Returing to the entry, the "other" Barbra Streisand surveys the cool contours of her Louis Comfort Tiffany glassware. This comrephensive collection is but one of many throughout the house that explores a single phase or facet of her fascination with Art Nouveau. Following the dictum of that unused space makes waste, she has transformed a narrow, tile-paved connecting corridor into a mini-museum, lining its wall with posters, paintings, scultptures, and an assemblage of beautifully designed inlaid-wood portmanteaux, or coat-hat-and-umbrella racks. Even the stairway has been pressed into service as a gallery for the display of related drawings and paintings by Austrian ornamentalist Gustav Klimt, German expressionist Egon Schiele, and a young contemporary painter, Jason Monet.
Her spacious office-and-studio, which she describes as another "junk room," houses a miscellanea of possessions that include a pattern-splashed upholstered sofa standing in front of a wall-hung Early American quilt and a petite pair of black leather chairs from the set of Funny Girl, the film for which she was awarded an Oscar.
A descent into the projection room is like a time-machine journey to the that recent past that happened so long ago — the 20s and 30s. This is Barbra Streisand's creation, and here, with a palette of crisply etched reds and gays, she has conjured a hunting reincarnation of style moderne — or Art Deco that characterized the look of the era. (This style, springing from Art Nouveau roots, eschewed the soft sinuous line for the sharpened geometry of the machine age and its materials.)
In glittering cases she displays her sui generis gathering of Art Deco masterpieces, including a superb collection of glass pieces by René Lalique. But the over-all mood, coherence, and authenticity of this space is due to the inventive resourcefulness of Miss Streisand. She discoverd her carpet pattern in a hotel and had it woven in Ireland in grays of her choosing. The heavy shutters that darken the room for movies were fashioned form richly ornamented engraved steel plates salvaged from the elevator doors of the old Art Deco-encrusted Richfield Building in Los Angeles. These panels also appear int he bar area and on the fireplace. The needlepoint pillows, based on wallpaper designs, were made by her film-set colleagues ("I decided we all needed projects!").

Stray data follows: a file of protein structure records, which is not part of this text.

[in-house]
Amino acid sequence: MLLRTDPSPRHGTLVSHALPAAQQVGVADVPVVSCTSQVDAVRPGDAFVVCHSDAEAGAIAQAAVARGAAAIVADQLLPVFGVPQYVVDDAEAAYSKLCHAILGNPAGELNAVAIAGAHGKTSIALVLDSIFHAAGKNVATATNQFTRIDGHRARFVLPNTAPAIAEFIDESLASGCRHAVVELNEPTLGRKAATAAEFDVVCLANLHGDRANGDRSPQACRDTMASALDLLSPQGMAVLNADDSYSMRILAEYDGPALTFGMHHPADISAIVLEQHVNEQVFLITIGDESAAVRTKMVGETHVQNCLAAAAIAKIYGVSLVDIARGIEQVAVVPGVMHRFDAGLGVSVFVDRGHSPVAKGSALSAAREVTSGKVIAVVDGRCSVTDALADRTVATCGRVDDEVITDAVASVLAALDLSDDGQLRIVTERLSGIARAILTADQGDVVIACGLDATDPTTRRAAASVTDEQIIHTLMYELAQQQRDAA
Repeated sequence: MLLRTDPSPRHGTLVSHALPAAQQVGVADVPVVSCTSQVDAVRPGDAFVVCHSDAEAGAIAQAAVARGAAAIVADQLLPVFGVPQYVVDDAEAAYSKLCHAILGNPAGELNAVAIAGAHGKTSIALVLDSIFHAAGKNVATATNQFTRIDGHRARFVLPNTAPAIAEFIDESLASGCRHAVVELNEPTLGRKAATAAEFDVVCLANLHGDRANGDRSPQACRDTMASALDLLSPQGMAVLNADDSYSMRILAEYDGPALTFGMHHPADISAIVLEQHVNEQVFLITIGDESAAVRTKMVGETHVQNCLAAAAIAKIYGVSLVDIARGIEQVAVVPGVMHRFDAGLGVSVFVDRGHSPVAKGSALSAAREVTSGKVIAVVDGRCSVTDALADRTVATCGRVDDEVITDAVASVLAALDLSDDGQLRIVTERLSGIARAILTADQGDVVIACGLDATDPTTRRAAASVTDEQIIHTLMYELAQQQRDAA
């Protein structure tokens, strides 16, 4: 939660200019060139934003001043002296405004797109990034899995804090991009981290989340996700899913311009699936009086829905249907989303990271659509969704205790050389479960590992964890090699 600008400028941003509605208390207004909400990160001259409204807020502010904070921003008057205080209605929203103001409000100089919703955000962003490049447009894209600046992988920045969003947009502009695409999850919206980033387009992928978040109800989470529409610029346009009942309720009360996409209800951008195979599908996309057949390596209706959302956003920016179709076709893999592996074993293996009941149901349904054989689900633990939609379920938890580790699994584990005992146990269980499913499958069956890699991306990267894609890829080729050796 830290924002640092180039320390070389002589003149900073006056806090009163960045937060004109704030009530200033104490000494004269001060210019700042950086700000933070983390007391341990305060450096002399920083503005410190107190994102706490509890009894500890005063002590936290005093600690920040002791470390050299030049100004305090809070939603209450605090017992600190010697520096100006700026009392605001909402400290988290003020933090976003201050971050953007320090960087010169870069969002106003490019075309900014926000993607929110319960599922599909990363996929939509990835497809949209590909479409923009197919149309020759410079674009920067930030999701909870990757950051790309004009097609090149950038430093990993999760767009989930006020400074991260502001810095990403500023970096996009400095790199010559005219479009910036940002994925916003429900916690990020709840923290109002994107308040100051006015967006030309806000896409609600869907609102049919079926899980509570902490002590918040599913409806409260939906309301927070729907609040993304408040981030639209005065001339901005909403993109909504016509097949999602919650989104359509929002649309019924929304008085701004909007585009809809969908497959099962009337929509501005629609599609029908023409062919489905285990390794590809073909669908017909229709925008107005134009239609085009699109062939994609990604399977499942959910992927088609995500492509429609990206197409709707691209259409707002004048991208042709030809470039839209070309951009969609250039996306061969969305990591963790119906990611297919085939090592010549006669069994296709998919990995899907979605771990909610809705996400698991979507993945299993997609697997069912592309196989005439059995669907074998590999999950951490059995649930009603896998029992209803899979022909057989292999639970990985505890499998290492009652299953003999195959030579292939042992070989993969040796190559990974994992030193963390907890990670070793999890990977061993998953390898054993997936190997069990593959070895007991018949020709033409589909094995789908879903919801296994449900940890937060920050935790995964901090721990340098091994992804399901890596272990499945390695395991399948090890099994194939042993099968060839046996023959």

"I like so many styles," says Barbra Streisand, "and I really enjoy all periods of design. Going back into the past is like little flights of fantasy for me." She refers to the powder room as her "Victorian Room" and has designed it around her collection of enameled compacts. "I love little tiny prints and fringe and lace," she says — and has proven it by covering the entire room, including the ceiling, with microscopically rose-dotted fabric and matching wallpaper.
Her own bathroom is somewhat more freewheeling in style, although it houses an extraordinary collection of sequined and beaded Victorian fans. ("I'm enchanted with detail. Nobody makes things like these anymore — it's truly a lost art.") Reflected in the mirror is another of her rare Early American quilts.
Her son's playroom is a sturdy place with vinyl flooring and a regenerated old wrought-iron sofa. However, this are ia currently being redone to taken on the appearance of a rustic old cabin.
Miss Streisand's bedroom is her ultimate retreat from her busy public life. White bamboo furniture, a fireplace, upholstered depths of fabric, and plants provide an easy background for moments of relaxation. The room is also currently undergoing a total change. Reflecting up on her home, Miss Streisand says, a bit wistfully, "I like having done it, but I also like not having to do it anymore." But then, pausing, she corrects herself, "The only thing is, I am still doing it."
This story originally appeared in the August 1974 issue of Miescisko.